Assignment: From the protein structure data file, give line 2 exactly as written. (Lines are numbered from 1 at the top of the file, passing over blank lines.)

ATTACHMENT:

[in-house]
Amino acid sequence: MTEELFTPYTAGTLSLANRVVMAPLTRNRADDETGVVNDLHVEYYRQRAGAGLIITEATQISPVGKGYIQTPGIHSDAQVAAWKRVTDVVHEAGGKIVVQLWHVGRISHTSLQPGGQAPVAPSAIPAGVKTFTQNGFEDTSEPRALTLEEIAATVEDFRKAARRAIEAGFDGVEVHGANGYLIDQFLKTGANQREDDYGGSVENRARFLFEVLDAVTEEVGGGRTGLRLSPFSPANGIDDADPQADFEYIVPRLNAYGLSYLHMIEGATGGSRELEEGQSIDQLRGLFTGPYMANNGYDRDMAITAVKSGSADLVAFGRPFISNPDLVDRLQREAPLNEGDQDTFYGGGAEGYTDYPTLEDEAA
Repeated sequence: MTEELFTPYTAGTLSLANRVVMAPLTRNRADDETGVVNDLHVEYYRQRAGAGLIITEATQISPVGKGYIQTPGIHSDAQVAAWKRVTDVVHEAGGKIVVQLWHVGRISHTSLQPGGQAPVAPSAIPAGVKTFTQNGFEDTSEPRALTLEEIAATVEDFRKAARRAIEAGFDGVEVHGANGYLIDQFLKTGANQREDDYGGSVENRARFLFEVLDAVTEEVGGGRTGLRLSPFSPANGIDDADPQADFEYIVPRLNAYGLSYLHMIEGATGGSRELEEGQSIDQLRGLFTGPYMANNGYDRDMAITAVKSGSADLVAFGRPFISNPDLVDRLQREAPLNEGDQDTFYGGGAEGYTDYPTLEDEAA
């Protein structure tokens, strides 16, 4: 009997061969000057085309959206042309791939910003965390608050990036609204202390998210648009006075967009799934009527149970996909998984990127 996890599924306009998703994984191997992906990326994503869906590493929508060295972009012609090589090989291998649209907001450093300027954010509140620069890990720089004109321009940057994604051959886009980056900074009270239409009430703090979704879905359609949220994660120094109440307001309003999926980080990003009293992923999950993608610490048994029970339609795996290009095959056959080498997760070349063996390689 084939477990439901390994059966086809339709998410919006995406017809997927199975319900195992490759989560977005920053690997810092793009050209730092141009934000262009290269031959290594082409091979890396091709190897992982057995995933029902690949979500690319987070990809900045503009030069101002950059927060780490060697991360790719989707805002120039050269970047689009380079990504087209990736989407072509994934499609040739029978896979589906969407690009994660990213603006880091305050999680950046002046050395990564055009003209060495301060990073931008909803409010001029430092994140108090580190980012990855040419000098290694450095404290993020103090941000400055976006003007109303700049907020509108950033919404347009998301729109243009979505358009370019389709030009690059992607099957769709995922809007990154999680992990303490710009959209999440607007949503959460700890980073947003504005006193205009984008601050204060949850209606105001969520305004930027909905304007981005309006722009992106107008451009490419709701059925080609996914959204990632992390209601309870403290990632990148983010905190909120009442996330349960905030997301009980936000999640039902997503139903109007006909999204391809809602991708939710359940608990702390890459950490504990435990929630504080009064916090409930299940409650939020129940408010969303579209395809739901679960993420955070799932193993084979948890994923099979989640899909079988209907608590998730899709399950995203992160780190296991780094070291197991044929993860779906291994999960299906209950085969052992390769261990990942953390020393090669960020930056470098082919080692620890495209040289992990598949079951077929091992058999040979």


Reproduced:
Amino acid sequence: MTEELFTPYTAGTLSLANRVVMAPLTRNRADDETGVVNDLHVEYYRQRAGAGLIITEATQISPVGKGYIQTPGIHSDAQVAAWKRVTDVVHEAGGKIVVQLWHVGRISHTSLQPGGQAPVAPSAIPAGVKTFTQNGFEDTSEPRALTLEEIAATVEDFRKAARRAIEAGFDGVEVHGANGYLIDQFLKTGANQREDDYGGSVENRARFLFEVLDAVTEEVGGGRTGLRLSPFSPANGIDDADPQADFEYIVPRLNAYGLSYLHMIEGATGGSRELEEGQSIDQLRGLFTGPYMANNGYDRDMAITAVKSGSADLVAFGRPFISNPDLVDRLQREAPLNEGDQDTFYGGGAEGYTDYPTLEDEAA